BACKGROUND: Genome editing is transforming bioscience research, but its application to non-model organisms, such as farmed animal species, requires optimisation. Salmonids are the most important aquaculture species by value, and improving genetic resistance to infectious disease is a major goal. However, use of genome editing to evaluate putative disease resistance genes in cell lines, and the use of genome-wide CRISPR screens is currently limited by a lack of available tools and techniques.
RESULTS: In the current study, we developed an optimised protocol using lentivirus transduction for efficient integration of constructs into the genome of a Chinook salmon (Oncorhynchus tshwaytcha) cell line (CHSE-214). As proof-of-principle, two target genes were edited with high efficiency in an EGFP-Cas9 stable CHSE cell line; specifically, the exogenous, integrated EGFP and the endogenous RIG-I locus. Finally, the effective use of antibiotic selection to enrich the successfully edited targeted population was demonstrated.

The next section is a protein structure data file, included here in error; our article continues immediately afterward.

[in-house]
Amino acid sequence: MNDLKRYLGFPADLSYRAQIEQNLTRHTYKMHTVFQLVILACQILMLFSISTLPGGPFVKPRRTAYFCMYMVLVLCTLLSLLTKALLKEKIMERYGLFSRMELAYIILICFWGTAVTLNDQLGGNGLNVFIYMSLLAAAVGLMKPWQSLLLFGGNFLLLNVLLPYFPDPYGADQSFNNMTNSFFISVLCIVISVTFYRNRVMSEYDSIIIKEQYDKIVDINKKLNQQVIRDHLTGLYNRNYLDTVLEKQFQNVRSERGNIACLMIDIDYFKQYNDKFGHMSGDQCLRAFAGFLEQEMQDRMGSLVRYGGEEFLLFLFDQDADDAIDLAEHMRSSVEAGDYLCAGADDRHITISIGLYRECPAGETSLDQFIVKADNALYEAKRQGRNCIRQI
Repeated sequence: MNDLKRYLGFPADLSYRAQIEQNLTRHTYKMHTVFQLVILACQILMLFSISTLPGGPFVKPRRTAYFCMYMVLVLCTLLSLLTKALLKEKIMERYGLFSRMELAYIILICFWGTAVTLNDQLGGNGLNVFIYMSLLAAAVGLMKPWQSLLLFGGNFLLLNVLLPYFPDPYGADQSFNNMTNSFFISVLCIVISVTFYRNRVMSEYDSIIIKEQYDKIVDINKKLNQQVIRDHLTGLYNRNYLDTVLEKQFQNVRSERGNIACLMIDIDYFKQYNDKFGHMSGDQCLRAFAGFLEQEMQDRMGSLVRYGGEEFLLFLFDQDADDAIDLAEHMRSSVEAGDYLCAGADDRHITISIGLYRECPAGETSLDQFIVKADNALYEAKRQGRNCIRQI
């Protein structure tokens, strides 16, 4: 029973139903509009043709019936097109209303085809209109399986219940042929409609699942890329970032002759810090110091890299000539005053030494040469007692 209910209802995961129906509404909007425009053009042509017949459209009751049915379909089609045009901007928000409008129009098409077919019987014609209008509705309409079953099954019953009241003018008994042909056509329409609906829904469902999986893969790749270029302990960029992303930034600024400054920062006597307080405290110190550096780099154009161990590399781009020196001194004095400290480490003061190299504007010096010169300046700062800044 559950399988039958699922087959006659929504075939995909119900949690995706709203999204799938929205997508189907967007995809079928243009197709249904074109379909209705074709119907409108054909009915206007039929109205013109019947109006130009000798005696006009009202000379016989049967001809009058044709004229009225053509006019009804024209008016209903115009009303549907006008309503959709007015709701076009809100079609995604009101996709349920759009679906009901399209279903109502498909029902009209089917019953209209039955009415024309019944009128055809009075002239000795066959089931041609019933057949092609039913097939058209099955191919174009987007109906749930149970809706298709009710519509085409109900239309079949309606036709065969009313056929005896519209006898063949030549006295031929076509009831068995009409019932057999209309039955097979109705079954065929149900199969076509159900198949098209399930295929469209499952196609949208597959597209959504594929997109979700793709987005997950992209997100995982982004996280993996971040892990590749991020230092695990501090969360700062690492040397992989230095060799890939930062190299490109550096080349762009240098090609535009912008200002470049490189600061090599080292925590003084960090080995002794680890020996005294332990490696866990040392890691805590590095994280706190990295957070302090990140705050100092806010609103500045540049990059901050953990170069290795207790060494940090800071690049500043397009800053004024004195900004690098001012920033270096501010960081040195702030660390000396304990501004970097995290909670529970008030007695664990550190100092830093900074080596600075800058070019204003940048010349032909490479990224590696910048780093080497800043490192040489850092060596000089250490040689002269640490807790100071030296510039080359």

CONCLUSIONS: The optimised lentiviral-mediated CRISPR method reported here increases possibilities for efficient genome editing in salmonid cells, in particular for future applications of genome-wide CRISPR screens for disease resistance.
- gene editing
- disease resistance
- Disease resistance
- Gene editing